The case for censuring, and not impeaching, Donald Trump

The  Trump-Ukraine Impeachment Inquiry Report, issued on Monday by the House Permanent Select Committee on Intelligence, makes a damning case for impeachment. It does so by amply documenting how President Donald TrumpDonald TrumpChinese apps could face subpoenas, bans under Biden executive order: report Kim says North Korea needs to be 'prepared' for 'confrontation' with US Ex-Colorado GOP chair accused of stealing more than 0K from pro-Trump PAC MORE sought to use the office of the presidency for personal political benefit at the expense of America’s national interests in tendering U.S. military aid to Ukraine on the condition that its president announce it would investigate former vice president Joe BidenJoe BidenChinese apps could face subpoenas, bans under Biden executive order: report OVERNIGHT ENERGY:  EPA announces new clean air advisors after firing Trump appointees |  Senate confirms Biden pick for No. 2 role at Interior | Watchdog: Bureau of Land Management saw messaging failures, understaffing during pandemic Poll: Majority back blanket student loan forgiveness MORE and alleged Ukrainian involvement into the 2016 U.S. elections. The report also notes efforts by the president to impede congressional investigations into this matter.

Both are serious matters.

Yet even taking all of the facts alleged here as truthful, they alone should not be grounds for impeachment. Additionally, if the House Judiciary Committee now expands the impeachment inquiry into additional matters that prove to be incriminating, they, too, should not warrant a presidential impeachment — even if the House concludes that they rise to the constitutional level of “treason, bribery, or high crimes and misdemeanors.” It is not that these acts are not serious. It is that impeachment is a losing strategy for House Democrats.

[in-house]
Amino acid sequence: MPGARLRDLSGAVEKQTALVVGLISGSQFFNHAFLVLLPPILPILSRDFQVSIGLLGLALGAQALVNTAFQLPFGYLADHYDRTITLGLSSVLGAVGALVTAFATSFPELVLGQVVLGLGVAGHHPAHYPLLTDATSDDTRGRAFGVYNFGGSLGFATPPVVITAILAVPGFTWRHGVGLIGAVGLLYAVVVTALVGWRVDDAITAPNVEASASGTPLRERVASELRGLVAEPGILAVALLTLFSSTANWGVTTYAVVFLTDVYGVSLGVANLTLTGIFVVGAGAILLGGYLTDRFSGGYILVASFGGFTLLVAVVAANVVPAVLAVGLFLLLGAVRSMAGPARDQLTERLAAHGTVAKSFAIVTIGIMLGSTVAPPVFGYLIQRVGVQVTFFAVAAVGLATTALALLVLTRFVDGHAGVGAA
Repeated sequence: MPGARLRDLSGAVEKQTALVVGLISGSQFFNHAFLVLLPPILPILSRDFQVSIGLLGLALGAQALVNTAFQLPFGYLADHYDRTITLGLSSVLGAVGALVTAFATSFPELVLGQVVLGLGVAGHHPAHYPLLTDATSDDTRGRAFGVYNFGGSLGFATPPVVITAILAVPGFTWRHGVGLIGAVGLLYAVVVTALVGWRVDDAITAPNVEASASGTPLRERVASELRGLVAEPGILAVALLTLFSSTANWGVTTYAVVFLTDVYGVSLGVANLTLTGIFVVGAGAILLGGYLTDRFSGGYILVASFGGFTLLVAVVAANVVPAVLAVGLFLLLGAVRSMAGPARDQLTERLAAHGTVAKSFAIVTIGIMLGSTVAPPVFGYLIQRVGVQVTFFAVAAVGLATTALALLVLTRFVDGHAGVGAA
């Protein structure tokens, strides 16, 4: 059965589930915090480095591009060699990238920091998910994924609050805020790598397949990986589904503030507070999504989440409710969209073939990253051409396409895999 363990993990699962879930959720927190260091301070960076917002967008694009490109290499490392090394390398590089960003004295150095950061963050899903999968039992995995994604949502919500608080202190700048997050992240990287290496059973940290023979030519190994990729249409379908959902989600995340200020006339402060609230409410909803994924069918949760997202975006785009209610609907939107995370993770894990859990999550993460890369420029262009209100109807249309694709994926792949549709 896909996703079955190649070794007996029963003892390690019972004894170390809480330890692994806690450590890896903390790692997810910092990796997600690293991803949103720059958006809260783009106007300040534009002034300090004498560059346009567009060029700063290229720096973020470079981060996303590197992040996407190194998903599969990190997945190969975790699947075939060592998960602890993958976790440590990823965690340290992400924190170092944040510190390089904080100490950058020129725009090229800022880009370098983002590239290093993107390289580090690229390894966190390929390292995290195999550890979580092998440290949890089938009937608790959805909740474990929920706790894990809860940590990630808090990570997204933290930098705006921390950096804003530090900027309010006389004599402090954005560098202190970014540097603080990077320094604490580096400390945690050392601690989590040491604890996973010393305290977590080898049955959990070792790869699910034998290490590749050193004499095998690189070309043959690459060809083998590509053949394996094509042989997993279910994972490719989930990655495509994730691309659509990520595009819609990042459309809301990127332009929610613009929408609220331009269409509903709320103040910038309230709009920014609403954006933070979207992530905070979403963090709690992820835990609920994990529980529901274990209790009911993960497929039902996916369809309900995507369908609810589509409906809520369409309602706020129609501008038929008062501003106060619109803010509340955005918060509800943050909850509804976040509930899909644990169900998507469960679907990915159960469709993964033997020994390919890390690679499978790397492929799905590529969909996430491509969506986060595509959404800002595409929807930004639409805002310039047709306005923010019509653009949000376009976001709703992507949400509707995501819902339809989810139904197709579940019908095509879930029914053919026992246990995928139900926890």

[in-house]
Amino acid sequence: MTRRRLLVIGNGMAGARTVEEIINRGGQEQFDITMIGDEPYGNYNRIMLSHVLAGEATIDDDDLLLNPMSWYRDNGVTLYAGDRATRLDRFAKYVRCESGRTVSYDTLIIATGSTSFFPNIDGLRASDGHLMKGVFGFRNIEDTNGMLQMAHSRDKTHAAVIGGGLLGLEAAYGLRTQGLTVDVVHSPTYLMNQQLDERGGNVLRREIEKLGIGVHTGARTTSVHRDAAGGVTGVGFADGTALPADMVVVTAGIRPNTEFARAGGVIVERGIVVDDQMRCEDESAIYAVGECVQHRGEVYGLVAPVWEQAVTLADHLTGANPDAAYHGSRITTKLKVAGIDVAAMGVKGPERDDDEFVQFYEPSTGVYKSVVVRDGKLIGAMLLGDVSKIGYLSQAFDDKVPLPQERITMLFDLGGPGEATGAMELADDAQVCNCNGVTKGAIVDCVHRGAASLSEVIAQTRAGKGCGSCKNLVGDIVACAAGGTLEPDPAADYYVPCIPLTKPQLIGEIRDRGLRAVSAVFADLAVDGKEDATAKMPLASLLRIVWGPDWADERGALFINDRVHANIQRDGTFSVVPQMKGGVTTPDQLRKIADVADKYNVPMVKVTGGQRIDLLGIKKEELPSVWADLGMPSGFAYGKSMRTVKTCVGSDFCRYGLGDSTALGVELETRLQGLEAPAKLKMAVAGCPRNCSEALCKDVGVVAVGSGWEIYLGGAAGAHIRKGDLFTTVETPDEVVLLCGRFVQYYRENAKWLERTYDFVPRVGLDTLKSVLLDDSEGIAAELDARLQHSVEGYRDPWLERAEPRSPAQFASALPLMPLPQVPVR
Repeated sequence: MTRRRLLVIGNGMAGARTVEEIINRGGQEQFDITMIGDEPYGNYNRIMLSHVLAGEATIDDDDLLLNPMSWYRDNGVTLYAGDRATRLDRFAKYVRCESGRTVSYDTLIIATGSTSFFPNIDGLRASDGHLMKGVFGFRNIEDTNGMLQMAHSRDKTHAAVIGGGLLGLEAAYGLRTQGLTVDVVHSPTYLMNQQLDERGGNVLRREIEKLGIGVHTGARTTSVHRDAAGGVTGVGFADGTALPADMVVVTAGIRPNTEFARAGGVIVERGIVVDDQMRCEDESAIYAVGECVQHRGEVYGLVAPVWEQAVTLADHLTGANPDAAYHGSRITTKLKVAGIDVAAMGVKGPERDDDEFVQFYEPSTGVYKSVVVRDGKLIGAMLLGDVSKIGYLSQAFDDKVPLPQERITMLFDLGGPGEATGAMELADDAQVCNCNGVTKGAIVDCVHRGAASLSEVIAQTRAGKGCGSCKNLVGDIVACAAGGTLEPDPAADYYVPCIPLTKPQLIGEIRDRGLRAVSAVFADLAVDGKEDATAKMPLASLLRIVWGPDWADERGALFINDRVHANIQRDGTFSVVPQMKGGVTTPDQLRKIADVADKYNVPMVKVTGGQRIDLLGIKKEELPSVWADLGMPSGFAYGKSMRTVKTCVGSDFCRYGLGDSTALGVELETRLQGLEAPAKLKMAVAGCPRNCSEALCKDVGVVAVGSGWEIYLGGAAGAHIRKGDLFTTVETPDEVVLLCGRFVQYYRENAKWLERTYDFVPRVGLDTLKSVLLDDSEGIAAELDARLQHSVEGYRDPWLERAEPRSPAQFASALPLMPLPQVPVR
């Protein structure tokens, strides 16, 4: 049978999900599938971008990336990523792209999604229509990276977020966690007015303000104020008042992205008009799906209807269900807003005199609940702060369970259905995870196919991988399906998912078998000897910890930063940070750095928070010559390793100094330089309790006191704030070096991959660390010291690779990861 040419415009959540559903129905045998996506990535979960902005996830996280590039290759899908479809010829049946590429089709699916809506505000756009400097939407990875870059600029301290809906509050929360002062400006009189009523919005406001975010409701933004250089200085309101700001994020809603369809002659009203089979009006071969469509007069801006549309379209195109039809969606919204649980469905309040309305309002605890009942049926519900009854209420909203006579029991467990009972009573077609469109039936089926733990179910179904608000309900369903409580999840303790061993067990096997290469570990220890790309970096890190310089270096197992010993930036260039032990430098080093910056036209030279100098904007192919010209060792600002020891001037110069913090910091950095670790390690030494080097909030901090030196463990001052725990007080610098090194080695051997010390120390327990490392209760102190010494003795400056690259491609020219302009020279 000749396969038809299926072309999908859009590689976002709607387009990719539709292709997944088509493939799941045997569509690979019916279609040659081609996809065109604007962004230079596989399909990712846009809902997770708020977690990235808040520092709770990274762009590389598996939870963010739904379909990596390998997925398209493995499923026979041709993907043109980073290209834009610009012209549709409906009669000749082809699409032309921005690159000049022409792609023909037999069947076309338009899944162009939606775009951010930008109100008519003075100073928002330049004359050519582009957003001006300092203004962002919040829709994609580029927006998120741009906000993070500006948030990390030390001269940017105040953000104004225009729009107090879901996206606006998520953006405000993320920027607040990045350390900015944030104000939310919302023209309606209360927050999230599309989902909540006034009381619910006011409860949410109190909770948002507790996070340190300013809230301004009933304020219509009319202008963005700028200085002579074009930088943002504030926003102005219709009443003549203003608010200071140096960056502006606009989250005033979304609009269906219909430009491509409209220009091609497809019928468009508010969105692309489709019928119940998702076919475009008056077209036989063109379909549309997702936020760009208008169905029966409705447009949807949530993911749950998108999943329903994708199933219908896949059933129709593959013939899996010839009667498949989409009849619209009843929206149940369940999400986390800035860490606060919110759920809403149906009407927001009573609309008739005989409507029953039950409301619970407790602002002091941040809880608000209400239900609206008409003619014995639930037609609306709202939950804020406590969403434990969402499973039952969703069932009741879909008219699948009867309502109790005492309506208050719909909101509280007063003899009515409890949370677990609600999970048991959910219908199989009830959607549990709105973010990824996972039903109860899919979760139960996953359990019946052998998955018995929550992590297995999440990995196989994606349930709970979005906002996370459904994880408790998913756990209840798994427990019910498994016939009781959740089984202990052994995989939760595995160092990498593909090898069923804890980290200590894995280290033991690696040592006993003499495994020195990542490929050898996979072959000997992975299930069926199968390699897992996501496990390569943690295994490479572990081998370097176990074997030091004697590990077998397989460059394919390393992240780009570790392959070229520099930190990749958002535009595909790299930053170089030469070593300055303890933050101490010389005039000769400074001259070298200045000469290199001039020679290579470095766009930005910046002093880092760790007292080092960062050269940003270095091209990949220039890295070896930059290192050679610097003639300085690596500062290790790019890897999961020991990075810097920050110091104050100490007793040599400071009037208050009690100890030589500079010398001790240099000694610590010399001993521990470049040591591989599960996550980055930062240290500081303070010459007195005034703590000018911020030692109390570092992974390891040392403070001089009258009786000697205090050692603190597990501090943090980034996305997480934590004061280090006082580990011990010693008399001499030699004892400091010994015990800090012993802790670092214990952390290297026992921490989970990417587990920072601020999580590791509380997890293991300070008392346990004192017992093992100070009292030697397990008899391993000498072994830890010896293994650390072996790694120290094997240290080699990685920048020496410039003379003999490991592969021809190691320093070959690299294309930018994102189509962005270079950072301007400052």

Speaker Nancy PelosiNancy PelosiYoung Turks founder on Democratic establishment: 'They lie nonstop' Hillicon Valley: Senate unanimously confirms Chris Inglis as first White House cyber czar | Scrutiny mounts on Microsoft's surveillance technology | Senators unveil bill to crack down on cyber criminals 'It's still a BFD': Democrats applaud ruling upholding ObamaCare MORE (D-Calif.) was correct months ago when she said that Trump was “not worth” impeaching. She correctly resisted the demand to impeach, only giving in when the content of the president’s phone call with Ukrainian President Volodymyr Zelensky was revealed. As the Zelensky telephone saga has unfolded, there is little to suggest what the Democrats get by impeaching; instead, they stand to lose a lot.

Consider, first, that after several weeks of hearings, public opinion about impeachment mostly has frozen. Polls suggest about half of Americans think the president should be impeached and removed from office. Trump’s base has rallied behind him, and congressional Republicans show no sign of defecting. It is skeptical that coming hearings will change anyone’s mind.

Part of the problem has been how the Democrats framed the Ukraine issue, as a “quid pro quo.” Describing the Zelensky call in terms of a narrow conception of bribery, they missed the ability to paint a larger picture of Trump’s abuse of power and alleged corruption. The quid pro quo description forced the debate into whether the president broke federal bribery law. This allowed him and the Republicans to claim denial of due process, use of hearsay evidence, and other claims that are appropriate to raise in a criminal inquiry but do not fit into an impeachment process, which Alexander Hamilton declared in Federalist 65 as a political inquiry.  

The Democrats’ framing boxed them in, and Republicans took advantage, allowing them to declare there is reasonable doubt about what Trump said or did.